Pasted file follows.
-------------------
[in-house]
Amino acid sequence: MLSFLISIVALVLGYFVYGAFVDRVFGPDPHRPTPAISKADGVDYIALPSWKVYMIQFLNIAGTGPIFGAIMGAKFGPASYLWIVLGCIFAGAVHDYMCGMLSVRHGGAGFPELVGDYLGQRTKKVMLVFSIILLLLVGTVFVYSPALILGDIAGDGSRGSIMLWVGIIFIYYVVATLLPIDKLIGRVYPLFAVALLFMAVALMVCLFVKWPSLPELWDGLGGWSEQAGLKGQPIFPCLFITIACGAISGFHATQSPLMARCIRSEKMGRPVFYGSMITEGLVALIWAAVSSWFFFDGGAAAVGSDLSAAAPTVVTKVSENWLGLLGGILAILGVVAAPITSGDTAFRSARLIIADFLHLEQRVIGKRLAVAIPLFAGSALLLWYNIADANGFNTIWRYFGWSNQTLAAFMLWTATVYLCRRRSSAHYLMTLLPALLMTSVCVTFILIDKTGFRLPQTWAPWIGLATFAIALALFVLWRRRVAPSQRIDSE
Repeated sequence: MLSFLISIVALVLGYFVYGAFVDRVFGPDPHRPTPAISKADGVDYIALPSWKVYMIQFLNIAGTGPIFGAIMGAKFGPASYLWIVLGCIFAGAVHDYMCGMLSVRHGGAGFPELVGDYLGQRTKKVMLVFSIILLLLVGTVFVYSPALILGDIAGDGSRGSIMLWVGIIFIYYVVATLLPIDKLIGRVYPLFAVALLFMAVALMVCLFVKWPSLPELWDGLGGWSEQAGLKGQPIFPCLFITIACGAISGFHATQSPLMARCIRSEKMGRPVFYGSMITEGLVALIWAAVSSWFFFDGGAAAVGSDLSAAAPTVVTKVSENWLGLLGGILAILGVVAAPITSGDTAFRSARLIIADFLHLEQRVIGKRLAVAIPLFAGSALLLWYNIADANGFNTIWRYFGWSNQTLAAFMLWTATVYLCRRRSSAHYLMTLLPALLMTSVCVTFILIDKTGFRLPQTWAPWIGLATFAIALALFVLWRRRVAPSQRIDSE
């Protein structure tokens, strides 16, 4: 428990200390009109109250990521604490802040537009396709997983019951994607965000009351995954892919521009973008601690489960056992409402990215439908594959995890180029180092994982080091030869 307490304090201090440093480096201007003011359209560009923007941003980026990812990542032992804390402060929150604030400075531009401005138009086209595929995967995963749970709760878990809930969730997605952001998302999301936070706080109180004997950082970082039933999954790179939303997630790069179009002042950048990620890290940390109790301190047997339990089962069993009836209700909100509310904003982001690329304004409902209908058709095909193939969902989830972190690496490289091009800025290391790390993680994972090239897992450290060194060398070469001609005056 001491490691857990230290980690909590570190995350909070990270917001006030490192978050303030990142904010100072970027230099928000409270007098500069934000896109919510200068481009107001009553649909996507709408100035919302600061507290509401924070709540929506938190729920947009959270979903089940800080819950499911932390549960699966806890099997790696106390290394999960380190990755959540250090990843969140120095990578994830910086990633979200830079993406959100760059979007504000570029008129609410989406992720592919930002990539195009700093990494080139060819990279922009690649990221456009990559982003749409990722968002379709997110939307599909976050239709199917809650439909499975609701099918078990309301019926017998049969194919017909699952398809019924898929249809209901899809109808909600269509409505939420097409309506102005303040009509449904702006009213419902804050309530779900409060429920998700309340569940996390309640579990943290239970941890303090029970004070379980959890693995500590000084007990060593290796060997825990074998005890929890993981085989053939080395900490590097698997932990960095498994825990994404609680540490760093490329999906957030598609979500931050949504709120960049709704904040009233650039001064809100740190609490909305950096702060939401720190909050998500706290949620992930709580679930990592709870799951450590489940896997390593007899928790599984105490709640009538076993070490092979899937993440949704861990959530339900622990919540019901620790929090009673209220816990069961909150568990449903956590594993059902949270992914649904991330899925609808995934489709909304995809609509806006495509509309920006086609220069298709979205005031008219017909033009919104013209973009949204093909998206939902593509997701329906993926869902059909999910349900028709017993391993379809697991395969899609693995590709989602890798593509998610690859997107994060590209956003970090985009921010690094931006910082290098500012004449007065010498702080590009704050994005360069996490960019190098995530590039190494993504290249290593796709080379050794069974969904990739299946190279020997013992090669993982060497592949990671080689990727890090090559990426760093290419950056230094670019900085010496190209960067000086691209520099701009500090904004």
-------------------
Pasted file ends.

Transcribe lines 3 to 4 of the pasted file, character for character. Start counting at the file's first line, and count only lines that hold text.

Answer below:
Repeated sequence: MLSFLISIVALVLGYFVYGAFVDRVFGPDPHRPTPAISKADGVDYIALPSWKVYMIQFLNIAGTGPIFGAIMGAKFGPASYLWIVLGCIFAGAVHDYMCGMLSVRHGGAGFPELVGDYLGQRTKKVMLVFSIILLLLVGTVFVYSPALILGDIAGDGSRGSIMLWVGIIFIYYVVATLLPIDKLIGRVYPLFAVALLFMAVALMVCLFVKWPSLPELWDGLGGWSEQAGLKGQPIFPCLFITIACGAISGFHATQSPLMARCIRSEKMGRPVFYGSMITEGLVALIWAAVSSWFFFDGGAAAVGSDLSAAAPTVVTKVSENWLGLLGGILAILGVVAAPITSGDTAFRSARLIIADFLHLEQRVIGKRLAVAIPLFAGSALLLWYNIADANGFNTIWRYFGWSNQTLAAFMLWTATVYLCRRRSSAHYLMTLLPALLMTSVCVTFILIDKTGFRLPQTWAPWIGLATFAIALALFVLWRRRVAPSQRIDSE
């Protein structure tokens, strides 16, 4: 428990200390009109109250990521604490802040537009396709997983019951994607965000009351995954892919521009973008601690489960056992409402990215439908594959995890180029180092994982080091030869 307490304090201090440093480096201007003011359209560009923007941003980026990812990542032992804390402060929150604030400075531009401005138009086209595929995967995963749970709760878990809930969730997605952001998302999301936070706080109180004997950082970082039933999954790179939303997630790069179009002042950048990620890290940390109790301190047997339990089962069993009836209700909100509310904003982001690329304004409902209908058709095909193939969902989830972190690496490289091009800025290391790390993680994972090239897992450290060194060398070469001609005056 001491490691857990230290980690909590570190995350909070990270917001006030490192978050303030990142904010100072970027230099928000409270007098500069934000896109919510200068481009107001009553649909996507709408100035919302600061507290509401924070709540929506938190729920947009959270979903089940800080819950499911932390549960699966806890099997790696106390290394999960380190990755959540250090990843969140120095990578994830910086990633979200830079993406959100760059979007504000570029008129609410989406992720592919930002990539195009700093990494080139060819990279922009690649990221456009990559982003749409990722968002379709997110939307599909976050239709199917809650439909499975609701099918078990309301019926017998049969194919017909699952398809019924898929249809209901899809109808909600269509409505939420097409309506102005303040009509449904702006009213419902804050309530779900409060429920998700309340569940996390309640579990943290239970941890303090029970004070379980959890693995500590000084007990060593290796060997825990074998005890929890993981085989053939080395900490590097698997932990960095498994825990994404609680540490760093490329999906957030598609979500931050949504709120960049709704904040009233650039001064809100740190609490909305950096702060939401720190909050998500706290949620992930709580679930990592709870799951450590489940896997390593007899928790599984105490709640009538076993070490092979899937993440949704861990959530339900622990919540019901620790929090009673209220816990069961909150568990449903956590594993059902949270992914649904991330899925609808995934489709909304995809609509806006495509509309920006086609220069298709979205005031008219017909033009919104013209973009949204093909998206939902593509997701329906993926869902059909999910349900028709017993391993379809697991395969899609693995590709989602890798593509998610690859997107994060590209956003970090985009921010690094931006910082290098500012004449007065010498702080590009704050994005360069996490960019190098995530590039190494993504290249290593796709080379050794069974969904990739299946190279020997013992090669993982060497592949990671080689990727890090090559990426760093290419950056230094670019900085010496190209960067000086691209520099701009500090904004």